NCHC Writer
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Thursday, February 27, 1997
The Washington Post, page A18
If we are to successfully treat the health care
problem, let us begin by understanding its anatomy.

Washington, DC As with any illness, before you can prescribe a treatment for it, you must first study and understand it. Contain it. And quickly find a cure.

When it comes to our ailing health care system, the same rules of medicine apply. The symptoms are certainly pronounced. Health care spending is rising at more than twice the rate of inflation. Over 40 million Americans are uninsured and their number is growing rapidly. Millions more who have health insurance worry that they won’t be able to afford it if they lose or leave their jobs.

Perhaps even more troubling is the fact that health professionals themselves are concerned about the quality of care available. Not to mention the efficiency with which care is delivered.

And the problem is growing, to be sure. It’s not affecting just individuals and families, but also businesses of all sizes, as well as state and federal governments.

The future of America’s health care system is everyone’s concern. We must all make it a priority to bring high-quality, affordable and accessible health care into the national agenda.

That is precisely why we, as a nation, must make an informed decision about how to rid the system of the ailments which plague it.

To that end, the National Coalition on Health Care has established a powerful, non-partisan effort to build understanding of the problems in today’s health care system.


The brain. That which,
when properly educated,
can solve difficult problems.
Like health care.
We are the nation’s largest, most broadly representative alliance currently working to improve America’s health care.Nearly 100 leadership organizations, representing 100 million Americans, have already joined the effort, including businesses, labor unions, the nation’s largest consumer groups, religious groups and primary health care providers.Driving this effort is a unified belief in five basic principles: securing health insurance for everyone, improved quality of care, cost containment, equitable financing and simplified administration of the health care system.Through a strong network of leadership and a commitment to those five principles, the Coalition will provide the foundation and starting point for a national dialogue in big cities and small towns across the country.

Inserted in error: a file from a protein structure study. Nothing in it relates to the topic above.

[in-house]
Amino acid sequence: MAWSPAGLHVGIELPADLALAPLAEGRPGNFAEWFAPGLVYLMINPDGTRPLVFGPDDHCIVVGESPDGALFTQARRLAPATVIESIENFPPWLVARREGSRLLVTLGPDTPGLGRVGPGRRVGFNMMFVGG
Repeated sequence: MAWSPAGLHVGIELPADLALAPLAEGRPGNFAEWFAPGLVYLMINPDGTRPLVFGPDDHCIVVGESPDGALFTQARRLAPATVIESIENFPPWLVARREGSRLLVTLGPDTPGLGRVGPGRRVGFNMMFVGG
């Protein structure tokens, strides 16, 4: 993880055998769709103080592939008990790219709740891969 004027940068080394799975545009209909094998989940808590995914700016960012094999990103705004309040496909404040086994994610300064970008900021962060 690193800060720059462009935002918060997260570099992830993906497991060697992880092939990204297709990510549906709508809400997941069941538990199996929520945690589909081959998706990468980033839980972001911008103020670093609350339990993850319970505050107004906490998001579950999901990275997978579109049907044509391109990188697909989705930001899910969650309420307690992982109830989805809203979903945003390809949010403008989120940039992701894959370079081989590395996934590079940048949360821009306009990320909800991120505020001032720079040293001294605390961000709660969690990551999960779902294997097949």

A major part of that effort begins with For America’s Health. A grassroots public awareness and education campaign designed to help Americans better understand the health care system so that they can make informed decisions about their own care as well as the broader health care system.

Unbiased research and commissioned studies will provide an ongoing means of taking the pulse of the nation’s attitudes and perceptions of the health care system. Providing a more complete look at how health care affects individuals, families, business, the economy, and the nation.

Of course, gaining a broader understanding will depend on the involvement of our nation’s business leaders. We will partner with businesses of all sizes, through conferences and round table discussions, to offer opportunities to explore health care strategies.

Strategies that will become an integral part of a larger national dialogue. A dialogue that will lead to a broader understanding. An understanding that can only lead to viable solutions.

Securing the future of our nation’s health care system is everyone’s responsibility. We invite you to join the Coalition’s efforts toward helping everyone better understand its anatomy. For ways you can become more involved, we invite you to visit our website at www.americashealth.org or call us at (202) 637-6830.Advertisement, The Washington Post (February 27, 1997 p. A18)

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